Monday, February 06, 2006

Worth another look: Marketing Malpractice

A while back, I mentioned an article from the Harvard Business Review by authors Clayton M. Christensen, Scott Cook and Taddy Hall called, "Marketing Malpractice: The Cause and the Cure." The authors' basic premise is that marketing should center around the job consumers want done for them, rather than the consumers themselves. I've had a chance to read the article in its entirety and am convinced that the ideas presented are worthwhile for marketing libraries. I'm so excited by the possibilities the authors discuss that I'm giving the article a second look in this post, but hope to continue to explore this different way of thinking about marketing. Here are some of the ideas from the piece that I'm taking away with me and why I'm enthusiastic about this approach:

  • Marketing by the job would mean that the center of the marketing mix would be a particular service, rather than a particular target market. Therefore, all marketing efforts should seek to better understand what it is that people want to get done, instead of the demographics of our patrons, etc. However, it appears that we would still have to have a good understanding of our patrons and their behaviors so that we can fully understand, as the authors propose, the social, functional and emotional dimensions the job is needed to fulfill. Doing so means radically rethinking how we go about segmenting markets and how we approach market research. As the authors simply state, "Turn off the computer, get out of the office, and observe."
  • The authors argue that people hire products/services NOT organizations. I like this way of thinking because it prompts us to continually examine the value of our services, rather than rest on the status quo. This line of thinking calls into question those who believe the library should continue to exist just because it has in the past. Instead, we need to prove our value daily by helping people get jobs done.
  • According to the article, brand equity (the value of a brand in the minds of consumers) is built when consumers find a product that does the job and talk about it with others. Brand equity is not built by advertising! As the authors assert in one example that, "Advertising clarified the nature of the job and helped more people realize that they had the job to do...The fact is that most great brands were built before their owners started advertising." For me, this is a crucial point. Marketing isn't about newsletters, e-mail lists, or posters, it's about services. In order for the library to build a better brand as has been discussed a lot in library circles these days, we should not be looking at ad campaigns and slogans, but at what services we have to offer and how we can make them better and more relevant.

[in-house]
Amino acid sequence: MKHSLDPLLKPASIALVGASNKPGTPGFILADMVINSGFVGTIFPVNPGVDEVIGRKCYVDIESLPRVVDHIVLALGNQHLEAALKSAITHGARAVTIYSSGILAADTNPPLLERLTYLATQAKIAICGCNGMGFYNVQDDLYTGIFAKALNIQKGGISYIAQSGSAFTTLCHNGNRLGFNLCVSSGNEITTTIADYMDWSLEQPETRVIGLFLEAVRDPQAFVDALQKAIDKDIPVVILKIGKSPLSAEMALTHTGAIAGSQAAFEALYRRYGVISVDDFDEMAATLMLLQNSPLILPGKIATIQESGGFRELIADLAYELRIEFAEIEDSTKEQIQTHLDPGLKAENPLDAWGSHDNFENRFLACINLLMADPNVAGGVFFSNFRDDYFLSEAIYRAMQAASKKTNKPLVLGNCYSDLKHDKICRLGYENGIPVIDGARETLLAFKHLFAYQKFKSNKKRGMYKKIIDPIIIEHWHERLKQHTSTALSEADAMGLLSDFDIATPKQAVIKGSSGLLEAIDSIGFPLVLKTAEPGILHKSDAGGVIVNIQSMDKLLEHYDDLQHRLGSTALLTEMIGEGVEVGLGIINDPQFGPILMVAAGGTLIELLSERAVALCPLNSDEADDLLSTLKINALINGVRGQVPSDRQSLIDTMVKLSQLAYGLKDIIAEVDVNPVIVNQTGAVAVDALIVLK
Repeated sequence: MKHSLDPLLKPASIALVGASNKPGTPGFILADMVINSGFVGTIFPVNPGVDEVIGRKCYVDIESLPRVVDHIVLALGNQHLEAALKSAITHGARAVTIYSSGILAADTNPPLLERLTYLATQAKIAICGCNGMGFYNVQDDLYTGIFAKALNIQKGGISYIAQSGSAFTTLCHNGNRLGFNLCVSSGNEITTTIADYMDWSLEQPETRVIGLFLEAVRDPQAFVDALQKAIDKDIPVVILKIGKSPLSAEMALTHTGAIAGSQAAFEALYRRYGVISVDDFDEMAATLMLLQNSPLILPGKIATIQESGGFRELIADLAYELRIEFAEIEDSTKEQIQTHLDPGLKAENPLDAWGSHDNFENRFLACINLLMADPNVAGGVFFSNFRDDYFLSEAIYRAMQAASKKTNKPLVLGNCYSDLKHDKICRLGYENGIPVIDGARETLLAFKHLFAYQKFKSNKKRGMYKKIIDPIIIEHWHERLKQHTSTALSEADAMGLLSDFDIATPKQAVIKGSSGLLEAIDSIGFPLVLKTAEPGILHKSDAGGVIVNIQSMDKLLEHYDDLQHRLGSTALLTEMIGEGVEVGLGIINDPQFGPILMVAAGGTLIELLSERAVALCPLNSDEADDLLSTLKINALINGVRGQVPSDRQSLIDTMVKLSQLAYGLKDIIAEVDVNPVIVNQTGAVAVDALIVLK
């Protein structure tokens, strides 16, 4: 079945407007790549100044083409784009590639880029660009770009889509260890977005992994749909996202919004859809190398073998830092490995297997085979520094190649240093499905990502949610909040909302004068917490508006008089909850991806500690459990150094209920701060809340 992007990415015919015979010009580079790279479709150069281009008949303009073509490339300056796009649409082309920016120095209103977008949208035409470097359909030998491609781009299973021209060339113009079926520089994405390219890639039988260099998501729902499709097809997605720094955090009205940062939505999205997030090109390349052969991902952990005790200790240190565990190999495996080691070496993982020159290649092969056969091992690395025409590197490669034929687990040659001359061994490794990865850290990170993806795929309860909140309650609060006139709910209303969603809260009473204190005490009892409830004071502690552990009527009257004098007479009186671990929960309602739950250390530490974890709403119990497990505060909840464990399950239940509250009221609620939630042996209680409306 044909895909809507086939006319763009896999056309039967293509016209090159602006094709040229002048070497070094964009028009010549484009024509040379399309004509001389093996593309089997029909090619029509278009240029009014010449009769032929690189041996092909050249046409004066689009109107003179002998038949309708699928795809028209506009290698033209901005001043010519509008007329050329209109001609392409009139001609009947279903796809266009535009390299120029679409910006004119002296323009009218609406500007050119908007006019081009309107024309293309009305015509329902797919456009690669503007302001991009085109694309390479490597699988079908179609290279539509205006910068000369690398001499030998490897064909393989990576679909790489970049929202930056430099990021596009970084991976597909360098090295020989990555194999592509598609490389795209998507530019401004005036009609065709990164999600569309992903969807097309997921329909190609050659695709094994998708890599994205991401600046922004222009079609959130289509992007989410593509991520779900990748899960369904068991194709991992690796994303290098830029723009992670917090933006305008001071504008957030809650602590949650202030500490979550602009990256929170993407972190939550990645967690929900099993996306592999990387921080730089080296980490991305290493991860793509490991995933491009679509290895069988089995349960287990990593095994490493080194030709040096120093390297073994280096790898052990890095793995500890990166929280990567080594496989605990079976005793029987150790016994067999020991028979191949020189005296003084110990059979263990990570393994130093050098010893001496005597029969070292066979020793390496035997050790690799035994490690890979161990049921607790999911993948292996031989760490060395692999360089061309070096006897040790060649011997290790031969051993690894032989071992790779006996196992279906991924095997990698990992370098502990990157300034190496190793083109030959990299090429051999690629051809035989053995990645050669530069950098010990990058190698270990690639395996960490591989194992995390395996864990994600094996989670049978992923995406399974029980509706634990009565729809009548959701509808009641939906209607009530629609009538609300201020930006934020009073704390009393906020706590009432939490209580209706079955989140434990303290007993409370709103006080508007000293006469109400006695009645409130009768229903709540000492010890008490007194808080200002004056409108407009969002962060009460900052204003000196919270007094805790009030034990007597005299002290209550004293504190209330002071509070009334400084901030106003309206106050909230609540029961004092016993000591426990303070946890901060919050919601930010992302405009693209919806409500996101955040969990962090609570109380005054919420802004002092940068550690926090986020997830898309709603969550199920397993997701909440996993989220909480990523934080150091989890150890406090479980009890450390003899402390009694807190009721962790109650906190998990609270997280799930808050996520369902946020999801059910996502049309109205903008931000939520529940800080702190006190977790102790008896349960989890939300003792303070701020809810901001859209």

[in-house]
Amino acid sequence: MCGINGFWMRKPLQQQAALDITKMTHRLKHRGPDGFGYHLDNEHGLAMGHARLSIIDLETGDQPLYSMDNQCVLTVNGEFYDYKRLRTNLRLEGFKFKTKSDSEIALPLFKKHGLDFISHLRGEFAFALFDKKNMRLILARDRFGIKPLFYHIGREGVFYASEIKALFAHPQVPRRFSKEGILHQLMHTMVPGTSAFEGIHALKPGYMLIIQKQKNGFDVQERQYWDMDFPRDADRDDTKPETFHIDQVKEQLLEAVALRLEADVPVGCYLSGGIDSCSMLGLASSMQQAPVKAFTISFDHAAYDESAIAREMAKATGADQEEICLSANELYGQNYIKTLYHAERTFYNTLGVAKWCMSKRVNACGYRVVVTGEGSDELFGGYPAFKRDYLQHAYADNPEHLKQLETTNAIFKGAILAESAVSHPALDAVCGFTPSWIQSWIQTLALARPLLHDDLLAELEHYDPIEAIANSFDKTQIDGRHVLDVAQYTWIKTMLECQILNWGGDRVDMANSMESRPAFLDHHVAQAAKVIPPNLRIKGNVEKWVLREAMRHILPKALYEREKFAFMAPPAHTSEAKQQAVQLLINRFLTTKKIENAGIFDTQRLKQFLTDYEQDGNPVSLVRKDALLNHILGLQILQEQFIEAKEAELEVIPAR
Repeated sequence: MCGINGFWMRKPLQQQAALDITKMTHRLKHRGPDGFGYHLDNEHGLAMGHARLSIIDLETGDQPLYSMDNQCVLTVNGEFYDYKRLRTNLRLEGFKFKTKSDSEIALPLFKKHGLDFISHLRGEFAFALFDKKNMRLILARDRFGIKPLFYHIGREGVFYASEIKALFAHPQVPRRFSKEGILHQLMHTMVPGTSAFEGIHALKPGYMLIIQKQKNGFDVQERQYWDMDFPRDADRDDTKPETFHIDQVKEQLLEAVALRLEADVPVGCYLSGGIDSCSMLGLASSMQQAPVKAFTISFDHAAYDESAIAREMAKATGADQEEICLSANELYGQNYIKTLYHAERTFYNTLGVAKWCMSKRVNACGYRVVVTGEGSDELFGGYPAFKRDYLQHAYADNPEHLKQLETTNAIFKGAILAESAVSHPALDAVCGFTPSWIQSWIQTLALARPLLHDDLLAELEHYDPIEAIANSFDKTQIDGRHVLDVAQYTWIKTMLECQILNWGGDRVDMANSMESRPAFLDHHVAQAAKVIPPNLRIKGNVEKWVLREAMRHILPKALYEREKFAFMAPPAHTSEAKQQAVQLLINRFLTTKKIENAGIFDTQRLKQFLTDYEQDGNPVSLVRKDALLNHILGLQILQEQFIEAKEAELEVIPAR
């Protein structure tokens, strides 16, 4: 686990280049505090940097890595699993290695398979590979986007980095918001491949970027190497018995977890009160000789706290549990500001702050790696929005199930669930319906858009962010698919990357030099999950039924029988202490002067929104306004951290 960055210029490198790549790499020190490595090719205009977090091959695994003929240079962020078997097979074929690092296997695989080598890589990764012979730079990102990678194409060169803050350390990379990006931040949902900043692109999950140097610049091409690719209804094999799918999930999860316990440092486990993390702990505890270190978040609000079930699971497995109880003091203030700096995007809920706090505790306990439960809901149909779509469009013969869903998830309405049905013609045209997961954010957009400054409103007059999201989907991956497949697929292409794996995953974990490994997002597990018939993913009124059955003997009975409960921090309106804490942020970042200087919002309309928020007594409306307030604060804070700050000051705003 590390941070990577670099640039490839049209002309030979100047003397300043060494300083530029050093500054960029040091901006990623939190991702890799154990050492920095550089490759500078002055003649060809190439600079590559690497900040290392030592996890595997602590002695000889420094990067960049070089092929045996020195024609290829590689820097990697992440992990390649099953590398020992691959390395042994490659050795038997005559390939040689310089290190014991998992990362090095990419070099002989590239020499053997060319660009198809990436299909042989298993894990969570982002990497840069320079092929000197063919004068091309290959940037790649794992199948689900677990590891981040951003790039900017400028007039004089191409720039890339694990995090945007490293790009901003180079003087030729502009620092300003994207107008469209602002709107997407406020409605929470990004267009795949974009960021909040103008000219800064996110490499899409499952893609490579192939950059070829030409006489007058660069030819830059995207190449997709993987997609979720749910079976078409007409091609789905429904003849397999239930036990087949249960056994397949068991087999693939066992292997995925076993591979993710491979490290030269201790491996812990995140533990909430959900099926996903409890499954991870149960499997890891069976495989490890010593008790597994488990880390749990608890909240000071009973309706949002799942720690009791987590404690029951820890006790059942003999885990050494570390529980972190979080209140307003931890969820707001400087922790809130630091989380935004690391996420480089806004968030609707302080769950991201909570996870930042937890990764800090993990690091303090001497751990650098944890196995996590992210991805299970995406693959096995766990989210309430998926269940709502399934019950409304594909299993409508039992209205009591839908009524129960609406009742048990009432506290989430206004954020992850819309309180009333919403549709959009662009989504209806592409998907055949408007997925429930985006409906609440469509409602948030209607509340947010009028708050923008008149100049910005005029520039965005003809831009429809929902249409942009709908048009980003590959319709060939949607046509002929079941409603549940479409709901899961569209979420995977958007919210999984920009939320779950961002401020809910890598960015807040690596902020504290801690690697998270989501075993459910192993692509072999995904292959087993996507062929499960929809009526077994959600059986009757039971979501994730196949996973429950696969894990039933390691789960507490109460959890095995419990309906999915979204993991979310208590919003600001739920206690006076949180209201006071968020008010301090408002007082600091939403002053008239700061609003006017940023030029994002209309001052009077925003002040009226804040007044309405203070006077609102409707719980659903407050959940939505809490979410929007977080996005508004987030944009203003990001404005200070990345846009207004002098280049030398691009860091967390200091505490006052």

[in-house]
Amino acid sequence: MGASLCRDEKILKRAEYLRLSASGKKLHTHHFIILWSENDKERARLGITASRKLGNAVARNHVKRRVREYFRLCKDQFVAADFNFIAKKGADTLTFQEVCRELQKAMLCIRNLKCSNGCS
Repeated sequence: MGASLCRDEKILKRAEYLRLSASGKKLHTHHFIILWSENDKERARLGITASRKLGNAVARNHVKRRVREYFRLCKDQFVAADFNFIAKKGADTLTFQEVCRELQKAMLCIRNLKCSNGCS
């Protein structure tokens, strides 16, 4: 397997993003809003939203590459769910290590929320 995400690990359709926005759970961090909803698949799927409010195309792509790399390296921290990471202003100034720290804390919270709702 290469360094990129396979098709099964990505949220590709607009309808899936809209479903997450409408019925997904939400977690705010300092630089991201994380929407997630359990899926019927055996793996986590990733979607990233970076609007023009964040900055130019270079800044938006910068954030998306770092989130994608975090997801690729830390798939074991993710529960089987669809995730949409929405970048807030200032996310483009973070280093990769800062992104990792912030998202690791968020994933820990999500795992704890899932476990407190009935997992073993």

I hope if you get a chance, you will review this article and come to your own conclusions about its merit for libraries. This is a new way of approaching marketing in that it alters some of the most basic ingredients in the marketing mix and, in my mind, encourages us to focus on the most important marketing goals without getting sidetracked by irrelevant details.


Toby Adams said...

I recently saw the article and read it also. Like you, I agree with what the authors are saying. Too many companies segment customers for their own classification reasons without taking into account what customers need.

I do have two concerns, or thoughts, regarding this article however:
1. Rather than a "new" approach to marketing, what these authors are actually pointing out is that we all need to be going back to "basic" marketing practices. Truly, what they describe IS actually understanding customers, but in the context of how they're thinking about achieving whatever "jobs" they need to get done. In other words there are two dimensions of "understanding" customers: A)Sally Smith needs to needs to find the easiest, most cost efficient way to keep her floors clean; B) Sally Smith is 24-49 with a HHI of at least $60K, is married, and has three kids. Both of these help us understand the consumer. The first tells us about how the consumer is thinking (or "the job") the second tells us how we might reach her. Both are actually needed to be effective marketers.

2. My second concern is that casual readers may conclude that segmentation "is bad" and then blast any efforts marketers make to classify customers demographically, psychographically, etc. That would be a mistake. Segmentation isn't "bad" - it needs to be used in the right way to, again, help us find ways of reaching customers.

Thanks for the opportunity to voice my views.
Toby Adams
TM Advertising

Jill said...

Thanks so much, Toby, for sharing your views on this article. Your insights are very thoughtful. This article did cause me to wonder about what the implications might be for segmentation by demographics, etc. so I appreciate you addressing the value of doing so in the right way. Your points are very well taken and I appreciate you taking the time to comment!